Dixon, A.D., (2020) The Strategic Logics of State Investment Funds in Asia: Beyond Financialisation, Journal of Contemporary Asia.
Financialisation presents a constraint on state power. It also offers opportunities. State-led development, with the Asian experience at the forefront, is increasingly operationalised through different forms of state investment funds. Some of these funds have a strategic development mandate underwritten by a shareholder-value logic. While financialisation as a concept gives meaning to the embrace of the shareholder value model to explain the convergence of sovereign funds with operational practices and guiding norms of conventional financial market actors, it is insufficient in explaining how and why state investment funds differ from conventional financial actors and the underlying political dynamics that drive their emergence and evolution. To address this gap, this article advances three strategic logics: a developmental logic, a logic of regime maintenance, and a geo-political legitimacy logic. Reference to these logics provides a more nuanced understanding of state financialisation, avoiding a potentially narrow reading presented by the convergence dynamics inherent in the adoption of conventional financial practices. As such, this article contributes to emerging debates in political economy on the employment of financial logics in the pursuit of economic and political statecraft. The argument is developed empirically through an analysis of strategic investment funds in Singapore, Malaysia and Kazakhstan.
Alami, I. and Dixon, A.D., (2020) The strange geographies of the ‘new’ state capitalism, Political Geography.
The recent polymorphism of state intervention and attendant political geographies have been interpreted as a return of state capitalism. While commentators across the social sciences have offered competing characterizations of the new state capitalism, little attention has been dedicated to how narratives and geographical imaginaries of the new state capitalism operate as a form of geopolitical knowledge and practice. Drawing upon critical geopolitics, we make three main arguments. First, we examine the context of wider geopolitical and geo-economic shifts in which the social construction of the geo-category has happened. We contend that the emerging new spatiality of the global economy has prompted the need for new discursive frames and geopolitical lines of reasoning. Second, we argue that this need is fulfilled by the geo-category state capitalism, which acts as a powerful tool in categorizing and hierarchizing the spaces of world politics. It does so by reinstituting a simple narrative of competition between two easily identifiable protagonists – (Western) democratic free-market capitalism and its deviant ‘other’, (Eastern) authoritarian state capitalism – and by reactivating older geopolitical grand narratives. Third, the geo-category state capitalism discursively enables Western business and state actors to justify tougher policy stances in three areas: foreign policy; trade, technology, and investment regulation; and international development.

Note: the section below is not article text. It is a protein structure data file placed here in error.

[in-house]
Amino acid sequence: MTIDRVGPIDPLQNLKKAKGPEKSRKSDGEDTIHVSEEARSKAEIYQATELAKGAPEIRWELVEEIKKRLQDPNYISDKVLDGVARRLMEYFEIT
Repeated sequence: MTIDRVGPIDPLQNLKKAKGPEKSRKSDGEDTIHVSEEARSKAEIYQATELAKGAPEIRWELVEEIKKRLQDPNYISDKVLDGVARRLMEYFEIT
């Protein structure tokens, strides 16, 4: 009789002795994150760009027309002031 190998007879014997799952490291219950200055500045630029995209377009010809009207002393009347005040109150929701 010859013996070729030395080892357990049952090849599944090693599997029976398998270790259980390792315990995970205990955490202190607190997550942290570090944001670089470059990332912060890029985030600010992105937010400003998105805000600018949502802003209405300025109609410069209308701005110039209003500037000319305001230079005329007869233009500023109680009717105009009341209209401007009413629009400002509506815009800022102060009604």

Alami, I. and Dixon, A.D., (2020) State capitalism(s) redux? Theories, tensions, controversies, Competition & Change, 24(1), 70-94.
This article interrogates the notion of state capitalism, exploring the contributions and limits of the concept as a means of theorizing the more visible role of the state across the world capitalist economy. We critically synthesize the key arguments, outlining commonly cited properties and practices of state capitalism, in three bodies of literature: strategic management, comparative capitalism and global political economy. We find that the term not only lacks a unified definition, but actually refers to an extremely wide array of policy instruments, strategic objectives, institutional forms and networks, that involve the state to different degrees. For this proliferation of competing usages to be productive and not lead to analytical impasses, we argue that there is a need for a heightened level of reflexive scrutiny of state capitalism as a category of analysis. In that spirit, we identify three issues that the literature must further grapple with for the term to be analytically meaningful, that is, capable of rendering (state)capitalist diversity amenable to analysis and critique: (1) the ‘missing link’ of a theory of the capitalist state, (2) the time horizons of state capitalism, or the question of ‘periodization’, (3) territorial considerations or the question of ‘locating’ state capitalism.